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Why is Y pronounced ‘Why’?

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My understanding is that it's to do with its pronunciation in Old English. In early Old English, i and y were different sounds. i was IPA [i], like "ee" in Modern English, and y was [y], like "u" in French or "ü" in German, and their names were simply pronounced in that way.

But when those two sounds merged, a way to distinguish the names of the letters was needed, and so the pronunciation of y became [wi] (like "wee"). Later sound shifts changed the names of i and y to their modern forms, but besides that, the usage of y also changed to be less similar to its original sound. Because i and y now had the same sound, they were often confused and most original uses of y were replaced with i. Then, later, the letter ȝ (yogh) fell out of use, and was replaced with the visually similar y.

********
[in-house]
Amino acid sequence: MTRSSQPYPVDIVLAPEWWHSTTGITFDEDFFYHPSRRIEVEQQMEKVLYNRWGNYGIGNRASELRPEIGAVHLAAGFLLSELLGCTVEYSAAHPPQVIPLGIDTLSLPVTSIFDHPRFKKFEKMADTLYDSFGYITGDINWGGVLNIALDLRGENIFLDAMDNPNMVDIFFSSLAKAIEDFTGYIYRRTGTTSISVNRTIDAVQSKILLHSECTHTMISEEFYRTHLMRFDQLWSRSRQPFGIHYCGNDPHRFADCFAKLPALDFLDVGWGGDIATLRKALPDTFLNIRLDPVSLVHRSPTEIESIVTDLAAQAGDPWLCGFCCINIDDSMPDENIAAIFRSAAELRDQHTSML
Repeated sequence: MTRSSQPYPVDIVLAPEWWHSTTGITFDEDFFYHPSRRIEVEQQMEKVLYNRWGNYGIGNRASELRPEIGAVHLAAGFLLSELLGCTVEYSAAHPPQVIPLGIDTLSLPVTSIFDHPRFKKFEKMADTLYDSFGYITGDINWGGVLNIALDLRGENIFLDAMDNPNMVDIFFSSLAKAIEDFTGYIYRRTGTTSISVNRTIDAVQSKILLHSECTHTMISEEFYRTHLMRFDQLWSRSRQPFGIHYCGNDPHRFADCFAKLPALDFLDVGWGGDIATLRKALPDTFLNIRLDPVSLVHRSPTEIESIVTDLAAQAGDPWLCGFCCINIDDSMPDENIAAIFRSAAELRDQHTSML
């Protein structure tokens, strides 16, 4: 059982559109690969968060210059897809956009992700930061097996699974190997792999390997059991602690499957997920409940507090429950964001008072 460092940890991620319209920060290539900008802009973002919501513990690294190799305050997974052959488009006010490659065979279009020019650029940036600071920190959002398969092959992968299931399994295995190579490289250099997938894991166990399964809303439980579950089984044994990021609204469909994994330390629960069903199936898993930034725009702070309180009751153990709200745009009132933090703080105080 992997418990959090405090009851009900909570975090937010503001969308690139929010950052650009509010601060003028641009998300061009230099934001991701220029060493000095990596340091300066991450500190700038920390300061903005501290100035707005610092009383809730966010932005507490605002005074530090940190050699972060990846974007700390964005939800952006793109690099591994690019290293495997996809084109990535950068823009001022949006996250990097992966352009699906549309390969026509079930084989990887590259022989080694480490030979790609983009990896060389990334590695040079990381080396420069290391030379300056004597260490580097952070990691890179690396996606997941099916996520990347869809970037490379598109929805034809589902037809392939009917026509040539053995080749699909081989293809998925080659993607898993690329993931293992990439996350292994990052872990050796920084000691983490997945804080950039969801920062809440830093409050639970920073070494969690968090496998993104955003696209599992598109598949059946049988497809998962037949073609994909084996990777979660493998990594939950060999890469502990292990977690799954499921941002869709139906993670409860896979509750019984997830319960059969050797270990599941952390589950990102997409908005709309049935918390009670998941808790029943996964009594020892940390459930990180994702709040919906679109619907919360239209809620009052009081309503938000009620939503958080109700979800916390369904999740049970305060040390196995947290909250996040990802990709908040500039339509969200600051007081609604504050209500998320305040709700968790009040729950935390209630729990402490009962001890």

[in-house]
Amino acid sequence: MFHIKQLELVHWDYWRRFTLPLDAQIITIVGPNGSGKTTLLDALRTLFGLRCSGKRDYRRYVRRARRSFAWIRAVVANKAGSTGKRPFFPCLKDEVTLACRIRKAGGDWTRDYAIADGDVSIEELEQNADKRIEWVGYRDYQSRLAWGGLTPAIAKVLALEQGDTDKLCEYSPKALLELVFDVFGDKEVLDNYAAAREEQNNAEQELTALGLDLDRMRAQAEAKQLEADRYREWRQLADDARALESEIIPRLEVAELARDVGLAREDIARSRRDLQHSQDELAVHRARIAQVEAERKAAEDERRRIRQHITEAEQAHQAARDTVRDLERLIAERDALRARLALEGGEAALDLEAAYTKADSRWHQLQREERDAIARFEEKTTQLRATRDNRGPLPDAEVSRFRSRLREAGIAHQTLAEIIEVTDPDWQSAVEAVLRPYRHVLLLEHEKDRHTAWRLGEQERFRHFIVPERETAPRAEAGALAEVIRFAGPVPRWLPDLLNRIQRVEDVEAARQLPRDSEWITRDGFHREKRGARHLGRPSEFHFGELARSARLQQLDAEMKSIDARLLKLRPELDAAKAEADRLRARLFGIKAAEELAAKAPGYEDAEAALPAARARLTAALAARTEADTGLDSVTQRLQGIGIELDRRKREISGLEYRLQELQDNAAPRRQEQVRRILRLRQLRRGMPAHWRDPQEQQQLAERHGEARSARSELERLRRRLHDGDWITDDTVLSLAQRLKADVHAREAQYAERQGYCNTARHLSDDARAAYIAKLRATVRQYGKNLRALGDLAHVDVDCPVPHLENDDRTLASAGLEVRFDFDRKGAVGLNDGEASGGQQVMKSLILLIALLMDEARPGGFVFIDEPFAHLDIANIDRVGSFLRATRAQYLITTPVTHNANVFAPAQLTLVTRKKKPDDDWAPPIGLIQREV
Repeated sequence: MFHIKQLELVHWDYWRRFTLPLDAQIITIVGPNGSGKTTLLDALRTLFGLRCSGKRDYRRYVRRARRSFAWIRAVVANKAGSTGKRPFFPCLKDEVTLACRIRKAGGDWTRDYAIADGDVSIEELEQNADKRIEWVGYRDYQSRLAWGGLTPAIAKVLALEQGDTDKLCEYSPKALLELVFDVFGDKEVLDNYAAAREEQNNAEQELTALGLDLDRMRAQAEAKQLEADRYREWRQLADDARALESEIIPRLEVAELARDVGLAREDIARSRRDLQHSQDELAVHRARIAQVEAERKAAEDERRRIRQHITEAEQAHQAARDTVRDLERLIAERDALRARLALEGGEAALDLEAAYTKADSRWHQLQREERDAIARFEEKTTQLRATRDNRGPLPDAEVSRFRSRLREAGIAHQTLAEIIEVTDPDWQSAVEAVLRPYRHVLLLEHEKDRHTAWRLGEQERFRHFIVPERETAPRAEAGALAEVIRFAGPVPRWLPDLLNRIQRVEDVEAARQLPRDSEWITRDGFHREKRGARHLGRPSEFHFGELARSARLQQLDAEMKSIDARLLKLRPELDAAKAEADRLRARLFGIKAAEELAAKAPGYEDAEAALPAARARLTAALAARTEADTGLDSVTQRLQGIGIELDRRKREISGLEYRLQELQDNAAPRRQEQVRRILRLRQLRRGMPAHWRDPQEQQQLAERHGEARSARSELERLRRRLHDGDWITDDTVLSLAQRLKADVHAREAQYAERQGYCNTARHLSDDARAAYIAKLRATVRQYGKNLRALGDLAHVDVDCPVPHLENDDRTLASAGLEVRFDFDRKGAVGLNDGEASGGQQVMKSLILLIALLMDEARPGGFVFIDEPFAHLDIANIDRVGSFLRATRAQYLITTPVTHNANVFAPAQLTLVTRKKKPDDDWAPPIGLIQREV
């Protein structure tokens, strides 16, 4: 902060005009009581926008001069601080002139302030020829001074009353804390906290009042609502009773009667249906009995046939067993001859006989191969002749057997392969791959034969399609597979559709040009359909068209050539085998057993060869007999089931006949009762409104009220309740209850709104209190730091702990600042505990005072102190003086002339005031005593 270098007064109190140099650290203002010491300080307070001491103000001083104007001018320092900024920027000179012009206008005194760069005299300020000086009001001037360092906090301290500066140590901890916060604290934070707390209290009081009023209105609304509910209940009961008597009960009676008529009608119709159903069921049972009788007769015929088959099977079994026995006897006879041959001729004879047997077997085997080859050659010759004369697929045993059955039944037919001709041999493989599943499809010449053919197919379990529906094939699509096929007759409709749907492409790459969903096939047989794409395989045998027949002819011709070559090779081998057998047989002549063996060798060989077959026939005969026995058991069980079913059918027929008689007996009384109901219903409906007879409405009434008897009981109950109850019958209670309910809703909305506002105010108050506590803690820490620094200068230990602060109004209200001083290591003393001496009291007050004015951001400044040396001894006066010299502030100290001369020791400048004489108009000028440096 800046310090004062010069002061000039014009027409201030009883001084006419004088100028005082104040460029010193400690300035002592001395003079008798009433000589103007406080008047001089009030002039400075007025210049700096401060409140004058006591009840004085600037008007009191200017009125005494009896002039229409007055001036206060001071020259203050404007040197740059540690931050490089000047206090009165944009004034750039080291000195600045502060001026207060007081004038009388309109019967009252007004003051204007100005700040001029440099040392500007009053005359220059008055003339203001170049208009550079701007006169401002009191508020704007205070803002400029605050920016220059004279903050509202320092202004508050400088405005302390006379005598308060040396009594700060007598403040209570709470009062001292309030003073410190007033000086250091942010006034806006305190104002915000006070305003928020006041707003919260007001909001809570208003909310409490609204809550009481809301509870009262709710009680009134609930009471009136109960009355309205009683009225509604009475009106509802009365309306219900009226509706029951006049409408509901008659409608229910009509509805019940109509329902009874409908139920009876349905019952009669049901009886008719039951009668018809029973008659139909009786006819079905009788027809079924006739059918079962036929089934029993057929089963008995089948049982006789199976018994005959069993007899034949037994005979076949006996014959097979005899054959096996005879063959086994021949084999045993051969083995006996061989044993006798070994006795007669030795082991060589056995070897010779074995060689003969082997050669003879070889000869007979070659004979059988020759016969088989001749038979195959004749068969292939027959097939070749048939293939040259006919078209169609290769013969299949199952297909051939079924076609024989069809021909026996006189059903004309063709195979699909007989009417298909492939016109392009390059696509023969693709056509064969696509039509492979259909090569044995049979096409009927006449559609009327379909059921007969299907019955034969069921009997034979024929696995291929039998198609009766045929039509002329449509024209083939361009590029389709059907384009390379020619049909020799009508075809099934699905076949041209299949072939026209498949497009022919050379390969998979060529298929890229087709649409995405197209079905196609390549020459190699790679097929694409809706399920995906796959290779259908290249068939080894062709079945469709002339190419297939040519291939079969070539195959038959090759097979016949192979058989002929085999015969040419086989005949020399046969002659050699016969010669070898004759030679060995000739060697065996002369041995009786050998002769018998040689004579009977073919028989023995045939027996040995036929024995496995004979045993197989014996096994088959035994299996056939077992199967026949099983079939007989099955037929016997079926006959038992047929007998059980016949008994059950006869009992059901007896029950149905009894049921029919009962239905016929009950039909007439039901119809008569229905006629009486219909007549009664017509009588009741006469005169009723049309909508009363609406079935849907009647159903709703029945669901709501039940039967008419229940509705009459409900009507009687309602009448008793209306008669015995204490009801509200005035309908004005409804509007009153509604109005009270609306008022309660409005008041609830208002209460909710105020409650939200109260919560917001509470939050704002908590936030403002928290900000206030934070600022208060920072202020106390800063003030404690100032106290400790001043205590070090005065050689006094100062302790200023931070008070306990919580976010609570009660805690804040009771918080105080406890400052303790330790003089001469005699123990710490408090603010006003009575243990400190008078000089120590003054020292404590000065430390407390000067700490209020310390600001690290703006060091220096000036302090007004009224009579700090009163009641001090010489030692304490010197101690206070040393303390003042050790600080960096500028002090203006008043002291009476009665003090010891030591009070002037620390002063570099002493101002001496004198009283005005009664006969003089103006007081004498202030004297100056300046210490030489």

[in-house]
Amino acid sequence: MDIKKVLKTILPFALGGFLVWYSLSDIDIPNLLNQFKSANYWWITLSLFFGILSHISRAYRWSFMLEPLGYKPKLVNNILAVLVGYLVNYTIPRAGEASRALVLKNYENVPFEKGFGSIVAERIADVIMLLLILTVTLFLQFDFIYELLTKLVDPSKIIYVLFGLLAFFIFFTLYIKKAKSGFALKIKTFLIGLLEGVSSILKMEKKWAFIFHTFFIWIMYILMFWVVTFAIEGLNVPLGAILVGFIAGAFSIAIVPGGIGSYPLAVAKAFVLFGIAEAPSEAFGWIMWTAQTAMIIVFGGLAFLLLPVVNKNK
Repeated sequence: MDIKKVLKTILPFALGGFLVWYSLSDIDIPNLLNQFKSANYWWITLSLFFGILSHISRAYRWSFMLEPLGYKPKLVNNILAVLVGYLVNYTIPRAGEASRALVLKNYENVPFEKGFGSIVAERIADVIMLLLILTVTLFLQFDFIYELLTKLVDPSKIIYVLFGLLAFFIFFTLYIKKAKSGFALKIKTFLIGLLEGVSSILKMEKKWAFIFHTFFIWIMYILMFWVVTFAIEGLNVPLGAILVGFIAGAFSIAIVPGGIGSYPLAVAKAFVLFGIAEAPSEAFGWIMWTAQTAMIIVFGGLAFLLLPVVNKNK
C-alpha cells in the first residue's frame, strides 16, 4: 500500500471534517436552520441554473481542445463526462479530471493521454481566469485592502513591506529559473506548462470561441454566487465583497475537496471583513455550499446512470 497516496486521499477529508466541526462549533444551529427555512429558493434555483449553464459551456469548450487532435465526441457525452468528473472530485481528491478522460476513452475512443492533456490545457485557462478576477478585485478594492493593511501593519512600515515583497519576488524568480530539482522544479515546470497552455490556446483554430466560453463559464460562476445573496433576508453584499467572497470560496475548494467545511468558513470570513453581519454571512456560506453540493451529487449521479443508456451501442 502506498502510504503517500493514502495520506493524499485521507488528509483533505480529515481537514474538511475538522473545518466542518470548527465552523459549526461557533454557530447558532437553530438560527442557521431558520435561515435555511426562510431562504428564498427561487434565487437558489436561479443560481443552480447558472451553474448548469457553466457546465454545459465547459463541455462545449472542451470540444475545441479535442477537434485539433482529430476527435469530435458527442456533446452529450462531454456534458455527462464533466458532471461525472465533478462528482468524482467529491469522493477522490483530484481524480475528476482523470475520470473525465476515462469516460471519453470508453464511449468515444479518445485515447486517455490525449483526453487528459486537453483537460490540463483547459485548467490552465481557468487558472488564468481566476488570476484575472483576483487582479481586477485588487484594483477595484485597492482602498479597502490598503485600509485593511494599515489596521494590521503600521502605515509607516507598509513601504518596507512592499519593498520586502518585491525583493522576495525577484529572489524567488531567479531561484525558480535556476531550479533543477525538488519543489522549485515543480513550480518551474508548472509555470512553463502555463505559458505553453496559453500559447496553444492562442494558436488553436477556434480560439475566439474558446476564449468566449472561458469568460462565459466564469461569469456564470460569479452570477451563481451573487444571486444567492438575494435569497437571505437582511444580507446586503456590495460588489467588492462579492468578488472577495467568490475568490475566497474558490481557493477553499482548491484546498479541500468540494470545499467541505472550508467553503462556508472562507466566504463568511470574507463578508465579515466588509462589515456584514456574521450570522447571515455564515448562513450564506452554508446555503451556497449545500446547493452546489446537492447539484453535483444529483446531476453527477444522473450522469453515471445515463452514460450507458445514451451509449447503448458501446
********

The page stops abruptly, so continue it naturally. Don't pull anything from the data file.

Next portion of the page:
Thus, through a sequence of phonological and orthographic mergers, we have a name for the letter y that comes from a completely different source to most of its modern uses.

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Thanks for such a comprehenive explanation Steven. It's always fascinating to explore the way language changes. (Don't get me started on 'fascinate'.)